Recurrent limb mottling and pleuritic pain in a young woman

presented by

Julianne Mann MD (1)

Sam Hopkins MD (2)

Portland, OR, USA

October 1, 2010

(1) Dermatology resident, Oregon Health and Science University, Portland, Oregon, USA

(2) Attending physician, Oregon Health and Science University, Portland, Oregon, USA


26 yo woman with recurrent unilateral limb mottling and swelling associated with pleuritic pain.

26-year-old Jordanian woman
Several days
Trunk and left upper extremity

This is an otherwise healthy 26 yo Jordanian woman from who developed mottling and swelling of the left upper extremity along with shortness of breath and left-sided pleuritic chest pain, while hiking at Smith Rock in Oregon.  It resolved after she took four Ibuprofen.  She had a similar episode again a few days ago.  She has never taken oral contraceptives, and is on no medications.

The patient reports that when she was a young child, a surgeon refused to perform a tonsillectomy on her because of a "clotting abnormality" that was found on routine pre-op bloodwork.  She has two grandparents who have had "blood clots in the lungs", but no family history of ischemic events.  I spoke with the patient this week and she continues to have periodic episodes of pain and mottling in the left arm, accompanied by pleuritic chest pain. 

There is no family history of autoimmune connective tissue disease. 

Physical Examination

Reticulated, mottled erythema over the left upper arm, forearm, scapula, and left medial chest and breast, with linear areas of what look like vasocontriction.  Her fingers were slightly cool to the touch.


Laboratory Data

Patient has been seen twice by vascular surgery who feels that this is not a vascular process 
CT angiogram of the chest was performed on 9/18 which showed no evidence of a pulmonary embolism.  The arm was not included in this imaging.

Venous and arterial doppler ultrasounds were performed of the L upper extremity on 9/18 which were normal.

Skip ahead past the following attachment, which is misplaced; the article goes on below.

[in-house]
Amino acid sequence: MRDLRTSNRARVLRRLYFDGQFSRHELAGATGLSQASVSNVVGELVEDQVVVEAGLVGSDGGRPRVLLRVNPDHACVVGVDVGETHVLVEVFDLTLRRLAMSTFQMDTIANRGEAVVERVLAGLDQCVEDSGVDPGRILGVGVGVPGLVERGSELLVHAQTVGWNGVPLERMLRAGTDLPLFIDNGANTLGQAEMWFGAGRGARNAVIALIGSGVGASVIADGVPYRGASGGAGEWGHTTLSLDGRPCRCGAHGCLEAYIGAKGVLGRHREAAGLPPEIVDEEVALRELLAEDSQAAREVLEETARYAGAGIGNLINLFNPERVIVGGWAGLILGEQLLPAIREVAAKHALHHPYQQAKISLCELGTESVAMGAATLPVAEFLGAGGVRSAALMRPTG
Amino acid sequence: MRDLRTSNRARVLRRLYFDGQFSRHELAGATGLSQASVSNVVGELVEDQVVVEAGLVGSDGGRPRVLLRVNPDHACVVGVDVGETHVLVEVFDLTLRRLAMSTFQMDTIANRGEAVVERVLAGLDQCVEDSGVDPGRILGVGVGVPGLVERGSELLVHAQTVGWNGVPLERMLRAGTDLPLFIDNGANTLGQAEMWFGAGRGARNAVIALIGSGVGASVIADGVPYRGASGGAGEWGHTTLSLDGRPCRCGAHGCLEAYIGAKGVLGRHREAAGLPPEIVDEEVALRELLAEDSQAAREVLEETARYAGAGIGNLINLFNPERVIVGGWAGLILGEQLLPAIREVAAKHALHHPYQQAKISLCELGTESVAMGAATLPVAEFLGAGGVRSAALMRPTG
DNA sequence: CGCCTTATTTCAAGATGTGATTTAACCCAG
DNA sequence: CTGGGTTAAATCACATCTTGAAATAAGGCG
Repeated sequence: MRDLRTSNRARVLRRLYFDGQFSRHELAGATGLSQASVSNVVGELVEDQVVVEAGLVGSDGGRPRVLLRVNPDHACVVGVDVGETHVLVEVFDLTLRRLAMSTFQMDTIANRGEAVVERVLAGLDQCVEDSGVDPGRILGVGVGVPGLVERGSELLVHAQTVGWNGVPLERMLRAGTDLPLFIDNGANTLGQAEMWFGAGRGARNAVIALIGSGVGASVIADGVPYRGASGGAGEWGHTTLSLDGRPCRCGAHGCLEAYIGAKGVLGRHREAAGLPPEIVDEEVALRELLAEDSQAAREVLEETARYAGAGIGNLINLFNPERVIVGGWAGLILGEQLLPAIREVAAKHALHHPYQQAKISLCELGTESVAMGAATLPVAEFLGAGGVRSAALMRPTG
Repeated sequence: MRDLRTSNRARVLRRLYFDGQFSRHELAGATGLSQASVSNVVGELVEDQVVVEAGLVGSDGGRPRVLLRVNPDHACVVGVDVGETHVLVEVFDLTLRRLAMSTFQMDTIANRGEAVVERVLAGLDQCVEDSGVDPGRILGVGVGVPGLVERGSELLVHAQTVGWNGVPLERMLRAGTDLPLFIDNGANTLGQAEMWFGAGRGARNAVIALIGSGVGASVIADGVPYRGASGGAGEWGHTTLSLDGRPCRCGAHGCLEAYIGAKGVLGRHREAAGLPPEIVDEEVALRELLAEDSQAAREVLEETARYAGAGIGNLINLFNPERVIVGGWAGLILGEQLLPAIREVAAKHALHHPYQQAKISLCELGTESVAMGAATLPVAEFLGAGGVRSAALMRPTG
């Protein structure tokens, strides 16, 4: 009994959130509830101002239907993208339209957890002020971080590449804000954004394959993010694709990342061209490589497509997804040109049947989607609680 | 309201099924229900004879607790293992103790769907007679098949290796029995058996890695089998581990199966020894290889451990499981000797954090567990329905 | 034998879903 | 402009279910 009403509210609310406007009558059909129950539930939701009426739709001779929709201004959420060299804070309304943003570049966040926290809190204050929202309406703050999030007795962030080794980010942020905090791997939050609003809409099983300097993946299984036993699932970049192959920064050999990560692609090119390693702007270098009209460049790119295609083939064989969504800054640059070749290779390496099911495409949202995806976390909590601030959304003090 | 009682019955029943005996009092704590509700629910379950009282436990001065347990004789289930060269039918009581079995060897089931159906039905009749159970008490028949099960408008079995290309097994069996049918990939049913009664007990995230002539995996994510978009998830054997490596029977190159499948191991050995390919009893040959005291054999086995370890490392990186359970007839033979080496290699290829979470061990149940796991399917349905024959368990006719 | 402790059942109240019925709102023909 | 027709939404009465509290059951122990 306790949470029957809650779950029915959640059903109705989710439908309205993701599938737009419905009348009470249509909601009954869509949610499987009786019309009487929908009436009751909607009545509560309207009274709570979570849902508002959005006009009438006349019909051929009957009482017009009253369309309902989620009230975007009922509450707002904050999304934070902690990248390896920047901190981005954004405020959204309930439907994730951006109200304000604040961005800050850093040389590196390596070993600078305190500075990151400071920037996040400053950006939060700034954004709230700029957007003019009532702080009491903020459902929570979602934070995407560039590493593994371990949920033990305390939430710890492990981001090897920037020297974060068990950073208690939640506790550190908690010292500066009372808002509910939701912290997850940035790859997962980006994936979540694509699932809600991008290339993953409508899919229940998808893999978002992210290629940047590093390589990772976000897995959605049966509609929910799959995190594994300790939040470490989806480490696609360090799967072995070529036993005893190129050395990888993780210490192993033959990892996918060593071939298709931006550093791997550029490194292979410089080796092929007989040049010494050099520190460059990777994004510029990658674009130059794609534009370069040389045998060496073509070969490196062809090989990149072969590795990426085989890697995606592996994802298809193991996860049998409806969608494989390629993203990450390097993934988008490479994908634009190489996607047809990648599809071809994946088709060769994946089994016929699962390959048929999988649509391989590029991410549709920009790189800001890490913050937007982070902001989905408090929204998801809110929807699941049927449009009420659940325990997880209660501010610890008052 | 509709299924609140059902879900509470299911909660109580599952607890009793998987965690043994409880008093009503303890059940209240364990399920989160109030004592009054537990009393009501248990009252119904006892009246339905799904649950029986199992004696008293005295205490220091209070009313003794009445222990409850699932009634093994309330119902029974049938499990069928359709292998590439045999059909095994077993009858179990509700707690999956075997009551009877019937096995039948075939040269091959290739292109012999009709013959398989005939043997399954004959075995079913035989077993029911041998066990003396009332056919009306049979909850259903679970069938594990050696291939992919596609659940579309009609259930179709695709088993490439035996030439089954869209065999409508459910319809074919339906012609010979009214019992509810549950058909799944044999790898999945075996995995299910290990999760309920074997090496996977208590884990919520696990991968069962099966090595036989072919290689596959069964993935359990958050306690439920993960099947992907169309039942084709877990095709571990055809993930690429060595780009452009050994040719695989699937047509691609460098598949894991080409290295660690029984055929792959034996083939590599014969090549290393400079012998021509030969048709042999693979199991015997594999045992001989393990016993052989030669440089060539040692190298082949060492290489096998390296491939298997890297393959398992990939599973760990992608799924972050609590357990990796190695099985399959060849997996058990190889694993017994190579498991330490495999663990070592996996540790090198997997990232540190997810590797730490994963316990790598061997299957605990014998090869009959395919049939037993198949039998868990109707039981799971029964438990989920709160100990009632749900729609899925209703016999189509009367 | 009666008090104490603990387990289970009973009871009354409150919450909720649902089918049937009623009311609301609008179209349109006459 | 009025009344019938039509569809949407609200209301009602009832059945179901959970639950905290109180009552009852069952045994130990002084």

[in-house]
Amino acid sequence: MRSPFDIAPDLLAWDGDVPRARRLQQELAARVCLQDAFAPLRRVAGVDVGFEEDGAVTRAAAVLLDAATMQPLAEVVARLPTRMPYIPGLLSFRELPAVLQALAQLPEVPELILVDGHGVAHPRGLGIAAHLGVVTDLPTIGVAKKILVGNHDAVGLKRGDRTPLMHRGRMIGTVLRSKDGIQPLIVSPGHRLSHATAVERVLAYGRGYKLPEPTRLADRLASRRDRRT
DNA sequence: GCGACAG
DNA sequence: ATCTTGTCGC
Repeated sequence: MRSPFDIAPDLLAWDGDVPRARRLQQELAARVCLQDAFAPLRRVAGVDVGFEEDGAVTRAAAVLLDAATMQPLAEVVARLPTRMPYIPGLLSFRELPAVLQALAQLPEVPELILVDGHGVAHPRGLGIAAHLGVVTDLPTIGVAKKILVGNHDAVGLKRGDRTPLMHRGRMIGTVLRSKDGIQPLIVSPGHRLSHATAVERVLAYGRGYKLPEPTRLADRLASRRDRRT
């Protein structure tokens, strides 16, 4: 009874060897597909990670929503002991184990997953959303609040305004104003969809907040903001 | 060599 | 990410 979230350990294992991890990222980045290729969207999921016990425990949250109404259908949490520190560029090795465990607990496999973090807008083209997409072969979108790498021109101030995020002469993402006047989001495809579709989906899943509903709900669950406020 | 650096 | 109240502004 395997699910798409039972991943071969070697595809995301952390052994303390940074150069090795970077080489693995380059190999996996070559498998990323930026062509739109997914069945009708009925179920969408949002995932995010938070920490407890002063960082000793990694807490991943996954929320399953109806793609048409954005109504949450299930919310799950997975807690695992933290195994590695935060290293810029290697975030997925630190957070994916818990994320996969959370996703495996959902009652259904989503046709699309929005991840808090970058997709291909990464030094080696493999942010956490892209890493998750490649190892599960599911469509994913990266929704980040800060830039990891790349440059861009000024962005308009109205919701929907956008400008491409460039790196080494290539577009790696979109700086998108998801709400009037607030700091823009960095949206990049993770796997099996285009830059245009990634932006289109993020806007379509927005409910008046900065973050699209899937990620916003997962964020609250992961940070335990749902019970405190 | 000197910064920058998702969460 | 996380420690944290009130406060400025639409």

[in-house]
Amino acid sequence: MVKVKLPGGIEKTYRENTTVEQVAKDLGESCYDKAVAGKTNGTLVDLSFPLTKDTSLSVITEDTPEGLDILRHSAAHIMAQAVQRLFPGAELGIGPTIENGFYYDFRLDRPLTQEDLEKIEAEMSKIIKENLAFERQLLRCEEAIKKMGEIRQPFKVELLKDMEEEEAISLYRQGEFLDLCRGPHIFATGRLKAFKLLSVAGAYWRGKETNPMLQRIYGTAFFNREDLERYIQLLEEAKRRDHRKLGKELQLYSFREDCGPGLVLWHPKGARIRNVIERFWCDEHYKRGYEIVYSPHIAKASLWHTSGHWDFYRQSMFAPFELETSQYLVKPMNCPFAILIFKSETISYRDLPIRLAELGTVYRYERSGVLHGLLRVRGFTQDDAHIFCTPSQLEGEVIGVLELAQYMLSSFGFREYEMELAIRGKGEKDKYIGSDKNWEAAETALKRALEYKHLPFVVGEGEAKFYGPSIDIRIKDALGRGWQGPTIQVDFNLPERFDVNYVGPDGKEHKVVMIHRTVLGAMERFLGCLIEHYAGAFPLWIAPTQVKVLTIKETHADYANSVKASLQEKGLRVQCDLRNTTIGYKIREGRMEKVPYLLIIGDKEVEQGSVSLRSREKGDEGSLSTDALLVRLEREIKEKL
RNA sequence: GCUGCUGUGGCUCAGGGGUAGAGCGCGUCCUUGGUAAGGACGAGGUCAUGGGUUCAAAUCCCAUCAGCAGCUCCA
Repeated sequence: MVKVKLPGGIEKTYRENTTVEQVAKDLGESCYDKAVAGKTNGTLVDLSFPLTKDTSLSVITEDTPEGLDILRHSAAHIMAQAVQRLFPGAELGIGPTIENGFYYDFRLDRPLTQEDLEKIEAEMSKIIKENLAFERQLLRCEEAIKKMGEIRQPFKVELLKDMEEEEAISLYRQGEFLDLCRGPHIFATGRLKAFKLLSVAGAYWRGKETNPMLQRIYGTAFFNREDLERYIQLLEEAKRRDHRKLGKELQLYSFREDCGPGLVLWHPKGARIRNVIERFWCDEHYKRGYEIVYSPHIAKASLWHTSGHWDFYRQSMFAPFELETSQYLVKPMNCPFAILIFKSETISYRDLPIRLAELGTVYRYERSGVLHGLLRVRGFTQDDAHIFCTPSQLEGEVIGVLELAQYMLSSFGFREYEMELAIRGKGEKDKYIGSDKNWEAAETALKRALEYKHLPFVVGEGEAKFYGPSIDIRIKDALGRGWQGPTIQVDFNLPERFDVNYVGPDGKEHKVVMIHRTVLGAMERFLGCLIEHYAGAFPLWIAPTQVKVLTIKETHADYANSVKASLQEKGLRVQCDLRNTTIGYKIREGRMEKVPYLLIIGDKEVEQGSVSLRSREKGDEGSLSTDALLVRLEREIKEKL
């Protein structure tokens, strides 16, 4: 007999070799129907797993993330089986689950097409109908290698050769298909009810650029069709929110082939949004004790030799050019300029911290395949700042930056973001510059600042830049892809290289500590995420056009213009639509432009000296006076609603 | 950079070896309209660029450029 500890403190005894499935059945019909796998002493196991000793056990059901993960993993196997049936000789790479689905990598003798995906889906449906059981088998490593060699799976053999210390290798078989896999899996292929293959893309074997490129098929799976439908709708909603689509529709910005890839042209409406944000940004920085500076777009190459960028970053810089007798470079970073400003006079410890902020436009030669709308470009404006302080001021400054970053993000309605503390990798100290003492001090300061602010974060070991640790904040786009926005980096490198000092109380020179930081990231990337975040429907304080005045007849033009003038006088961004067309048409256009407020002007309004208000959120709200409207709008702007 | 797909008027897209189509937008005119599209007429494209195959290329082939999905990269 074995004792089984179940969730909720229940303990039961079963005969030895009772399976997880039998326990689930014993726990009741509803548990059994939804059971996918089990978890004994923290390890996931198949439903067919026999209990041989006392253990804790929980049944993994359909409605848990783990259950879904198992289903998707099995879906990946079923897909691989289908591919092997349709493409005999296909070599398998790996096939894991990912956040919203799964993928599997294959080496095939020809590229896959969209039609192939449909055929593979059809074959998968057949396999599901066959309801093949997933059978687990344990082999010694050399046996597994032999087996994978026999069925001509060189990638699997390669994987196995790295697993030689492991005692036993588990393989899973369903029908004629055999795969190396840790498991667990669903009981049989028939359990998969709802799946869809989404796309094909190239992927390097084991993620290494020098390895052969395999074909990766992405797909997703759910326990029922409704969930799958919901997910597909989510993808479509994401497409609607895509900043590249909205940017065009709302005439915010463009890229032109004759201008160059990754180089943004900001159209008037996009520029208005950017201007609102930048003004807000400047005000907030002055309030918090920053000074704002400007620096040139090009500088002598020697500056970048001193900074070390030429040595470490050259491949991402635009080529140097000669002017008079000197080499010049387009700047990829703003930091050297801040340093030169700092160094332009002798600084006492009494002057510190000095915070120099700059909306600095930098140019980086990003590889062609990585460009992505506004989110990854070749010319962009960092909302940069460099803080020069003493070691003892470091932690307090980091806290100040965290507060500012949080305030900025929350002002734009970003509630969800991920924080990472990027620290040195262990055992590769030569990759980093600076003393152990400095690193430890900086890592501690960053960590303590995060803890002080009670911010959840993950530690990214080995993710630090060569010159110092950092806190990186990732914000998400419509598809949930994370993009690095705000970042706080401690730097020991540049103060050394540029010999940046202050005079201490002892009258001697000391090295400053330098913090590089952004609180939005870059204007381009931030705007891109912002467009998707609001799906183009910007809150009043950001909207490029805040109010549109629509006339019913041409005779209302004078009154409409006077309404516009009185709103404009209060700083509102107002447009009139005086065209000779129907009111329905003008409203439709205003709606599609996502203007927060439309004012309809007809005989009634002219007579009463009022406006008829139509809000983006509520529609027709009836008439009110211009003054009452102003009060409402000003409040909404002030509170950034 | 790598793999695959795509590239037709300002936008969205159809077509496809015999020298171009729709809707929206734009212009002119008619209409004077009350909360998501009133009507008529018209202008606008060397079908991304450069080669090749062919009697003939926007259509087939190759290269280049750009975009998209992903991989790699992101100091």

INR was repeatedly elevated at ~1.6, but patient had been fasting for Ramadan so this was felt to be due to low Vitamin K levels in the gut.

Blood chemistry and CBC normal

Coagulation studies all normal, including fibrinogen, Protein C/S, Antithrombin III, Factor V, homocysteine levels

ANA 1:40 speckled, ENA negative
ANCAs, cryoglobulins negative
HIV, and Hepatitis B negative
CRP < 0.5, ESR 24
troponins negative
EKG normal

*The patient is scheduled for MRI of the left upper extremity tomorrow.





Reason for presentation

What Ideas do you have?  After all of the coagulation studies came back normal we were somewhat stumped.  Some vasospastic process?  Reflex sympathetic dystrophy?  It is hard to piece together the shortness of breath and pleuritic chest pain with those things.


We believe that this is either a vascular or neurologic process, or a combination of both.  Could this be thoracic outlet syndrome, or reflex sympathetic dystrophy?  What additional imaging or workup would you order for this patient? 


Zimmerman NV. Occclusive vascular disorders of the upper extremity.  Hand Clin. 1993 Feb;9(1):139-50.
Garnier D et al.  Arterial complications of thoracic outlet syndrome and pseudoarthrosis of the clavicle: three patients.  J Mal Vasc. 2003 Apr;28(2):79-84.


livedo reticularis, skin mottling, pleuritic chest pain, arm swelling

Comments from Faculty and Members

Victoria Werth MD, Professor, Department of Dermatology, University of Pennsylvania School of Medicine, Philadelphia, PA, USA on October 1, 2010

Would strongly consider antiphospholipid syndrome.  aPTT can be prolonged because of the autoantibodies. The mottled skin findings are consistent and she could be have pulmonary emboli as a cause her pleuritic chest pain. Would check a panel:  aPTT, RVVT, lupus anticoagulant, anti-phospholipid antibody, to rule this out.

If positive, she needs evaluation for pulmonary emboli, and further treatment for this and antiphospholipid syndrome.

Khalid el-Aboud MD, Medical Director and Consultant Dermatologist, King Faisal Hospital, Makkah, Saudi Arabia on October 1, 2010

Among the differential diagnoses, I want to draw the attention of the authors to the possibility of factitial disorder in this case. The general clue is that, when the pattern of presentation does not fit with common diseases, one may think about self-induced changes. This patient might have a Secrétan's syndrome.